Pulled back by his mother’s love, along with the counsel of other godly mentors, Gresham’s crisis was soon quelled, and he returned to the sound doctrine in which he was raised. One of Gresham’s biographers would write, “No one ever seriously rivaled [his mother] in her capacity to satisfy his need of deep spiritual sympathy or in her hold upon his affection and admiration.” With God’s help, the combination of training and tenderness won her son back to his roots.

He soon took up a position at Princeton teaching New Testament and became well liked and highly respected among both faculty and students. He would teach at Princeton until 1926, though his time there would be interrupted by overseas service during the First World War. But liberalism would continue its ascendancy, forcing him to take action. In 1929, he would take the lead in founding Westminster Theological Seminary, and in 1936, a new denomination, the Orthodox Presbyterian Church.

“My mother seems—to me at least—to have been the wisest and best human being I ever knew.”

Because Greham was a lifelong bachelor, his mother would remain the closest woman in his life until her death in 1931. This was the most grievous event he had experienced, for no one had held him in greater esteem than his mother. No one had been so unswervingly loyal to him. Perhaps no one had been so impacted by him. She once wrote to him: “I cannot half express to you my pride and profound joy in your work. You have handled in a very able manner the most important problem of the age, and you have given voice to my own sentiments far better than I could myself.” On the day the family laid her to rest, Gresham wrote, “My mother seems—to me at least—to have been the wisest and best human being I ever knew.”

God used Minnie’s powerful intellect and warm kindness to raise up a man who would benefit generations of Christians by his stalwart defense of the faith. And he continues to use such mothers to this day. Mothers, as you struggle to instruct your children in the Word and in sound doctrine, learn from Minnie that your labor is setting a strong foundation for years to come. As you strive to show steadfast love to your faltering children, learn from Minnie that God often uses such compassion to draw his children back to himself. Through your training and your tenderness, you are displaying the love of the Father.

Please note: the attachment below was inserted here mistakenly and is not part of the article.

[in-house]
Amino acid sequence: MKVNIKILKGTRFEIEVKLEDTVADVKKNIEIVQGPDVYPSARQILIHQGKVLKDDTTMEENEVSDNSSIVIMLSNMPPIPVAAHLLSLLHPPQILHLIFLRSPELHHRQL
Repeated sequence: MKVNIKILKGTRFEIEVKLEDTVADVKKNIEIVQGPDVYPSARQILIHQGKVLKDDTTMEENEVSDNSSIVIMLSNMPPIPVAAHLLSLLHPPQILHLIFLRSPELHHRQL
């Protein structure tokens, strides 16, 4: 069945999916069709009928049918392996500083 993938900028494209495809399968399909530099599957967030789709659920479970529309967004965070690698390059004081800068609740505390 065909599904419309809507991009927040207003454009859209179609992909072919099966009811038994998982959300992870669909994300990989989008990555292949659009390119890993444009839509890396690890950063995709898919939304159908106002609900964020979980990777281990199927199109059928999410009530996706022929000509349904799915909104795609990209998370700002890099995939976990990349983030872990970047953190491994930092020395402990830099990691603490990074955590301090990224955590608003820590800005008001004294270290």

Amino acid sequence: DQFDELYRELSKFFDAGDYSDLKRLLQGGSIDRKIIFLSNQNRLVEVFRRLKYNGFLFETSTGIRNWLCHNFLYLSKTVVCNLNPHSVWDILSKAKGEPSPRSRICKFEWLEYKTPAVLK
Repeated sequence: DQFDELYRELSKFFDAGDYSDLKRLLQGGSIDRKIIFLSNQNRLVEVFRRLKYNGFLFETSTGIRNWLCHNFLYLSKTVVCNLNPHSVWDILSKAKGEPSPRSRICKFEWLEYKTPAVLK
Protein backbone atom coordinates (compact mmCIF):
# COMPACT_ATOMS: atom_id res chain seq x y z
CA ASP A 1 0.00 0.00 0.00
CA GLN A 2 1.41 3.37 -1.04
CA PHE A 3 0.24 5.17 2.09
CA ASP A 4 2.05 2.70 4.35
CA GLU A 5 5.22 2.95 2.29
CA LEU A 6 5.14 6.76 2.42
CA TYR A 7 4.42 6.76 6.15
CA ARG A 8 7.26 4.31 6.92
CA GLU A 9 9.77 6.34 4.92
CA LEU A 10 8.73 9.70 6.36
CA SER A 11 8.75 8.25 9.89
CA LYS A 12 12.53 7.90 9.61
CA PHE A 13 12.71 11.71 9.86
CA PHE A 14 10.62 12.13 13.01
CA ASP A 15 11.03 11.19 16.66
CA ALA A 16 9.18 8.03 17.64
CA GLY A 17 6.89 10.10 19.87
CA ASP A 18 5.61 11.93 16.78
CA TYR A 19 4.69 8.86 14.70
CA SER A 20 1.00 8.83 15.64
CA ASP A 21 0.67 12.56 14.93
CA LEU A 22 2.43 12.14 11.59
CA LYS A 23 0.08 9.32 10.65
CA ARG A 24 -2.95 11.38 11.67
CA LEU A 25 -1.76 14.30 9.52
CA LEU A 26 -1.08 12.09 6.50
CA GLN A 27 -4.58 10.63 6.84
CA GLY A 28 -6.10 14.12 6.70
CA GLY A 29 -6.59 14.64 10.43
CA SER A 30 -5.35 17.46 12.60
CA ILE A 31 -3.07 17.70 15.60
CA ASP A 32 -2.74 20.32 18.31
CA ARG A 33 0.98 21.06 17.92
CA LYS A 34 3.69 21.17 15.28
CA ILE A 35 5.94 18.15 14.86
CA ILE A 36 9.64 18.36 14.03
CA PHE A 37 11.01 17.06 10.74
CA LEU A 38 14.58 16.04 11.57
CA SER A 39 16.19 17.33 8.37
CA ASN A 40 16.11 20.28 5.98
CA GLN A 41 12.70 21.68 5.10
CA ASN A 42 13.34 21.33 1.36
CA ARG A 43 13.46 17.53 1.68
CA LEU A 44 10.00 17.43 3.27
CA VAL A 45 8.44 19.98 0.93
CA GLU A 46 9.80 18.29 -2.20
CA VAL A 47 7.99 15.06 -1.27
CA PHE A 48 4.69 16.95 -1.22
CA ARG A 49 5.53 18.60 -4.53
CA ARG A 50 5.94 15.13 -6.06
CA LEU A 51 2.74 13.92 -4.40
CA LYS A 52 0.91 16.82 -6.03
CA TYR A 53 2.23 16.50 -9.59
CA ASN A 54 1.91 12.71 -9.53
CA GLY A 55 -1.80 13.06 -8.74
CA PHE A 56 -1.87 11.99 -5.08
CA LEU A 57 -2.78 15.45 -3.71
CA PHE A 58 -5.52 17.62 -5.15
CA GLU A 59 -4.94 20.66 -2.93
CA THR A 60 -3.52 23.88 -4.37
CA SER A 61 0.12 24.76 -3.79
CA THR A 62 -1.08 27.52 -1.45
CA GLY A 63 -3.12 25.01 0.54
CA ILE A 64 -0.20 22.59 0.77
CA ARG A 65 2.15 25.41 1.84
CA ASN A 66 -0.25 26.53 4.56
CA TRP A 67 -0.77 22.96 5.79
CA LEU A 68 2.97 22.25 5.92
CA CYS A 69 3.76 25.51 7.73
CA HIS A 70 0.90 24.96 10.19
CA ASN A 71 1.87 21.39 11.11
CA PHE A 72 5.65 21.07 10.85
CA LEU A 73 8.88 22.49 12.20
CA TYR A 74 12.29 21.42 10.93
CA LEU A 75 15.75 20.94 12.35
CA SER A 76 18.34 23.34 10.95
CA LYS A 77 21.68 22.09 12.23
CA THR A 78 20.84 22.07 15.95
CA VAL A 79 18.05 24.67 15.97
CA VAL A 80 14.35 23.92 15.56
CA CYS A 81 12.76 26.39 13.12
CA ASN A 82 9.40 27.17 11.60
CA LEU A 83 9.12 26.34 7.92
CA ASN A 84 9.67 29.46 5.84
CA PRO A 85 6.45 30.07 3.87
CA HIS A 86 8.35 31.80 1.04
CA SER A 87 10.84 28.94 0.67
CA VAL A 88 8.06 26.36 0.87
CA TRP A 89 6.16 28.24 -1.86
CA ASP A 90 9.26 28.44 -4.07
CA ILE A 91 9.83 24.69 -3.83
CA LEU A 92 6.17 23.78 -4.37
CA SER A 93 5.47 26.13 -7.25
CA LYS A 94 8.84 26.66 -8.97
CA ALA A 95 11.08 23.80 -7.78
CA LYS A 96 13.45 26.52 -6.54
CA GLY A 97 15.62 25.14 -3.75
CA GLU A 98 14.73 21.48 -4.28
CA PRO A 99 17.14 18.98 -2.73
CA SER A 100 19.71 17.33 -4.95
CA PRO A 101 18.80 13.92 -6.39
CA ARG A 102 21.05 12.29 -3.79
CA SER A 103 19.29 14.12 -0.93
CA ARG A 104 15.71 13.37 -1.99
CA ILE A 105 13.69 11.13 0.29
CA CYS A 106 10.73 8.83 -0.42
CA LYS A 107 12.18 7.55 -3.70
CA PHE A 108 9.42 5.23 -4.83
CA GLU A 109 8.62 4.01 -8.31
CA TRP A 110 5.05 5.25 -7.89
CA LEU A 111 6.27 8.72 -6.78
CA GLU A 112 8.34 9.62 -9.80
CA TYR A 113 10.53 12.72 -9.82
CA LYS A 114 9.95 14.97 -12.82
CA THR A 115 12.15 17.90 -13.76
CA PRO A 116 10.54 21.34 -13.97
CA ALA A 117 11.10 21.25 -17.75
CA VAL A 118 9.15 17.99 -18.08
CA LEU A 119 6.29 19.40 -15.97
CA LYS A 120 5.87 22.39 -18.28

Minnie had been her son’s first teacher and, with her husband, the one who led him to Christ. “Without what I got from you and Mother,” he would tell his father, “I should long since have given up all thoughts of religion or of a moral life… . The only thing that enables me to get any benefit out of my opportunities here is the continual presence with me in spirit of you and Mother and the Christian teaching which you have given me.” At his time of deepest need, she had comforted him with love and counseled him with the Word of God. She had remained loyal to him in that crisis and through every other controversy he endured. In his greatest and most enduring work, Christianity and Liberalism, it is fitting that its opening page bears this simple dedication: “To my mother.”

Information for this article was drawn from J. Gresham Machen: A Guided Tour of His Life and Thought by Stephen Nichols and J. Gresham Machen: A Biographical Memoir by Ned Stonehouse. This brief account by Randy Oliver was also helpful.